Looking for the Web's Next Star
PayPal employee, and has since become one of Silicon Valley's most prolific angel investors (sinking his money into social networking sites including Facebook, Friendster, Digg, Flickr and so many others. He tells me he's got extremely high hopes for LinkedIn since, "We are the largest english speaking network by a very long margin." Kind of like the business community meets mySpace. And with 9 million registered users already, LinkedIn is quickly hitting the critical mass necessary that could make it exceedingly attractive to the likes of Google , Yahoo , even Salesforce.com and Microsoft . By the way, as a key investor in Facebook, he confided in me that he "totally supported" the company's decision not to sell out to Yahoo.
"If we get every professional using us as their way they manage their key relationships and solve key problems, there are tons of applications that we can build on it," says Hoffman. "Now the internet is much more penetrated into people's lives. So if you build services on the web, they actually pertain to lots more people. A lot more people have broadband penetration, Lots more people use e-mail and have access to it. That allows you to build applications and change people's lives."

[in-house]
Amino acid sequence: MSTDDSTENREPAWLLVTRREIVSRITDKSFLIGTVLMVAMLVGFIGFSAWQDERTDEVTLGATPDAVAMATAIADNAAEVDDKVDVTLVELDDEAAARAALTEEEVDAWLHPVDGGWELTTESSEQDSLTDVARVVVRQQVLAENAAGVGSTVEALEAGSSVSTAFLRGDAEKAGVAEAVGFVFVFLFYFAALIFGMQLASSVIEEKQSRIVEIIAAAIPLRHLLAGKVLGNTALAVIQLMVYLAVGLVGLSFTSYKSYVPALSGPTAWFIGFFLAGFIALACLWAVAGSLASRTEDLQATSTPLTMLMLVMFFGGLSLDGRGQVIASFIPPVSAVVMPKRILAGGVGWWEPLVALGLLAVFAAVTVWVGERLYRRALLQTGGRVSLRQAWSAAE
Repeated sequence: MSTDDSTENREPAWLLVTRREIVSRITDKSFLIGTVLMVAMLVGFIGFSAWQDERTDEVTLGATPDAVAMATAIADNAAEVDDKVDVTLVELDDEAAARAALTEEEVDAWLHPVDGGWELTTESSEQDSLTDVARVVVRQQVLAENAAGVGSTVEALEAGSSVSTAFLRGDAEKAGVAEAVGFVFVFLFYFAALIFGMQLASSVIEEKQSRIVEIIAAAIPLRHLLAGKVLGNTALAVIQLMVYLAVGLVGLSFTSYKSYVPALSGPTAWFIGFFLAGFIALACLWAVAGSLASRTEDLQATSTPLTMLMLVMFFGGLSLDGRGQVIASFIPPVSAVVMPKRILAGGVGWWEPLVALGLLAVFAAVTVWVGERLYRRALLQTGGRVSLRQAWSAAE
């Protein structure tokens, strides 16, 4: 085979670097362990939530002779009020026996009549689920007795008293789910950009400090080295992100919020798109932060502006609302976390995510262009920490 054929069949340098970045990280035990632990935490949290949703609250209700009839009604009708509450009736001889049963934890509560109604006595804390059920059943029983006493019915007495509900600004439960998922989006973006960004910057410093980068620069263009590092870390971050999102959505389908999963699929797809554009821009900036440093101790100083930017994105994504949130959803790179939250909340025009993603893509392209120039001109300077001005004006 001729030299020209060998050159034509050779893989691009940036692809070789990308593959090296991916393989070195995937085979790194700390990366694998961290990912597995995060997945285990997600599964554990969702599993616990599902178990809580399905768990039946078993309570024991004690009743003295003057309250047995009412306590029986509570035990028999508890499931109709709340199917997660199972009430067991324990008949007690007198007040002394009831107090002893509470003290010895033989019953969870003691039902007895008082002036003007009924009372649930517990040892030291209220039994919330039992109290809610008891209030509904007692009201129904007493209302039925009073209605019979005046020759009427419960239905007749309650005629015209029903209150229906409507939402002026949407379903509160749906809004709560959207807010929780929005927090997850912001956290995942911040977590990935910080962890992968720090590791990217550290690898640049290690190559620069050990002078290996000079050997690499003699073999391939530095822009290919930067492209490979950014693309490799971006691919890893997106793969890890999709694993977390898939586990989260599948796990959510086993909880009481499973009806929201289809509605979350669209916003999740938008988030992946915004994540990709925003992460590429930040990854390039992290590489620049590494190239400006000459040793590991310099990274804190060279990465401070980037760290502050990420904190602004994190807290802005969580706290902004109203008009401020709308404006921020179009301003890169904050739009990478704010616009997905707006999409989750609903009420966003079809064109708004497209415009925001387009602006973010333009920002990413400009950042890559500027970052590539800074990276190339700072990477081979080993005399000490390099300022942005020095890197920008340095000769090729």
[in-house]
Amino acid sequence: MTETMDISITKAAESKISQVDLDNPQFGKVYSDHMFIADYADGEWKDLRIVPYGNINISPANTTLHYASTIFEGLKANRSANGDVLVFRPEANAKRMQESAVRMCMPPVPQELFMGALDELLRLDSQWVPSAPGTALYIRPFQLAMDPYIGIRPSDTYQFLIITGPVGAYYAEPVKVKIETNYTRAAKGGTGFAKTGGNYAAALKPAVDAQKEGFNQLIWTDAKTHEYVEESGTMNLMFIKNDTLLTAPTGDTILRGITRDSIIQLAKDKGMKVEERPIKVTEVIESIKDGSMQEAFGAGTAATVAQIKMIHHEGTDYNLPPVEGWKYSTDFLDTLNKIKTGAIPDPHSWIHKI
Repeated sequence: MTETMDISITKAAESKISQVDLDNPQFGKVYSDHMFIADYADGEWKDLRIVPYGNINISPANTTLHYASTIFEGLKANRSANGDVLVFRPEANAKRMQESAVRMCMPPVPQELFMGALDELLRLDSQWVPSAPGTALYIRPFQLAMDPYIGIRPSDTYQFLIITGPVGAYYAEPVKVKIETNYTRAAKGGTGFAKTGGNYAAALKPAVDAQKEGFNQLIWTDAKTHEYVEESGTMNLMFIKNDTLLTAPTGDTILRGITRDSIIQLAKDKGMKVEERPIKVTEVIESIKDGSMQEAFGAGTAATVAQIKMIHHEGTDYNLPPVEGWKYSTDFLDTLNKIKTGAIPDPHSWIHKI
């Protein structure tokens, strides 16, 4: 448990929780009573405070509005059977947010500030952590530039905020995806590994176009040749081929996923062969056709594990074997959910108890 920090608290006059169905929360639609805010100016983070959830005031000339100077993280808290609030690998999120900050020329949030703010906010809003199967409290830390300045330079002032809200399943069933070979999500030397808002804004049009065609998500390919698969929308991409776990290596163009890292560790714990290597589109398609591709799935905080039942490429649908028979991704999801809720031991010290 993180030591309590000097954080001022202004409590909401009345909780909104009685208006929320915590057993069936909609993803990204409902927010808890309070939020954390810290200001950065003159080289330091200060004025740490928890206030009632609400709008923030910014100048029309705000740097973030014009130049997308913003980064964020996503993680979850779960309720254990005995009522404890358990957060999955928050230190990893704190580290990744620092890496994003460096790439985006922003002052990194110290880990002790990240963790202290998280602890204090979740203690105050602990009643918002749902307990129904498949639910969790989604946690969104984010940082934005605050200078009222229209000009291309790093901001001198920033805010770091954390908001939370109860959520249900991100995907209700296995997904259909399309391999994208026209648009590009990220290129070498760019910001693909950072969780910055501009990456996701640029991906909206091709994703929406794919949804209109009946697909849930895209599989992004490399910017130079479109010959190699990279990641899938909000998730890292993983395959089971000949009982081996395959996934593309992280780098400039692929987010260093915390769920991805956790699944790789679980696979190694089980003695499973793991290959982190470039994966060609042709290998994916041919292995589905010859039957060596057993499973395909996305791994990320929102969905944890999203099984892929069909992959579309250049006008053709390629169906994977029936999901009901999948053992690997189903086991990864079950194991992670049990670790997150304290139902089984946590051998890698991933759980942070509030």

Socializr.com comes from well known entrepreneur Jonathan Abrams who first brought us Friendster and is determined not to make the same mistakes he made with that startup. There was a social networking pioneer that couldn't handle the huge interest it generated, failed to scale up enough infrastructure, and then stalled. But don't count Friendster out yet. Both Abrams and Hoffman still remain very optimistic that its future may be brighter than most people think.
"When you have a site that people want to use and it is too slow and too buggy, and people can't get on, there's no question that alternatives are going to arise," says Abrams. "That is really the number one, number two and number three problem that Friendster had, that people can't get on the site."
Meantime, socializr.com continues to generate the buzz with Abrams telling me: "Social networking sites are more popular than ever." Socializr is a kind of one-stop shop of planning, scheduling, meeting, communicating and otherwise just keeping in touch and enjoys millions of regular users.
"Lets recognize that there is a social context in the real world and bring that online," says Abrams.
All three guys who survived -- even thrived -- during the first boom and bust -- say they're determined not to make the same mistakes they and so many of their colleagues made the first time around. This time, it's all about real growth, real profits and real trends that matter to their customers.
"These people are veterans of the early dot com era. They are not going to get burned again," says Adelson.
So keep an eye on digg, linkedin and socializr, either as the next big star that commands that big-time Silicon Valley payday, or ushers in a new era of dot-com IPOs.
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